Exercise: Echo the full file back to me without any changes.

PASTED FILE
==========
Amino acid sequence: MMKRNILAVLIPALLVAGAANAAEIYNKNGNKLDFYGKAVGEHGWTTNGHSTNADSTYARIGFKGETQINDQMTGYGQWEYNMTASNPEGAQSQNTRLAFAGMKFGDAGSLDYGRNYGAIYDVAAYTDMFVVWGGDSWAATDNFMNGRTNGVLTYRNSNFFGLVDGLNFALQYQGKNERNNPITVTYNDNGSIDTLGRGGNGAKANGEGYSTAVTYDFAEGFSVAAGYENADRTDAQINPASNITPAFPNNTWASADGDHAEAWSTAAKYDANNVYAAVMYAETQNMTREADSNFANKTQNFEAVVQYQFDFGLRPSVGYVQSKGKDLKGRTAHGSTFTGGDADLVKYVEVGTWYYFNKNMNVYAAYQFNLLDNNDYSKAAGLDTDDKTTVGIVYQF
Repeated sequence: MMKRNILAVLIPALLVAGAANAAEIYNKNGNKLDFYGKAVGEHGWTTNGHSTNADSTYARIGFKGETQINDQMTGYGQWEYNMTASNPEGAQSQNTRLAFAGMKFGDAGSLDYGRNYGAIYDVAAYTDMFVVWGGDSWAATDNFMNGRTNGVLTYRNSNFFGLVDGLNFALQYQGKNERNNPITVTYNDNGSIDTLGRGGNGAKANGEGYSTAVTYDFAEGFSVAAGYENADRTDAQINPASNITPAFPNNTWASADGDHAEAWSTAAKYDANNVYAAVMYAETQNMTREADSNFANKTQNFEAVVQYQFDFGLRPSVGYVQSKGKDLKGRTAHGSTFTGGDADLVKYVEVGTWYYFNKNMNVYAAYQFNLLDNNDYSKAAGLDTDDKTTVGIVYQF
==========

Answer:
Amino acid sequence: MMKRNILAVLIPALLVAGAANAAEIYNKNGNKLDFYGKAVGEHGWTTNGHSTNADSTYARIGFKGETQINDQMTGYGQWEYNMTASNPEGAQSQNTRLAFAGMKFGDAGSLDYGRNYGAIYDVAAYTDMFVVWGGDSWAATDNFMNGRTNGVLTYRNSNFFGLVDGLNFALQYQGKNERNNPITVTYNDNGSIDTLGRGGNGAKANGEGYSTAVTYDFAEGFSVAAGYENADRTDAQINPASNITPAFPNNTWASADGDHAEAWSTAAKYDANNVYAAVMYAETQNMTREADSNFANKTQNFEAVVQYQFDFGLRPSVGYVQSKGKDLKGRTAHGSTFTGGDADLVKYVEVGTWYYFNKNMNVYAAYQFNLLDNNDYSKAAGLDTDDKTTVGIVYQF
Repeated sequence: MMKRNILAVLIPALLVAGAANAAEIYNKNGNKLDFYGKAVGEHGWTTNGHSTNADSTYARIGFKGETQINDQMTGYGQWEYNMTASNPEGAQSQNTRLAFAGMKFGDAGSLDYGRNYGAIYDVAAYTDMFVVWGGDSWAATDNFMNGRTNGVLTYRNSNFFGLVDGLNFALQYQGKNERNNPITVTYNDNGSIDTLGRGGNGAKANGEGYSTAVTYDFAEGFSVAAGYENADRTDAQINPASNITPAFPNNTWASADGDHAEAWSTAAKYDANNVYAAVMYAETQNMTREADSNFANKTQNFEAVVQYQFDFGLRPSVGYVQSKGKDLKGRTAHGSTFTGGDADLVKYVEVGTWYYFNKNMNVYAAYQFNLLDNNDYSKAAGLDTDDKTTVGIVYQF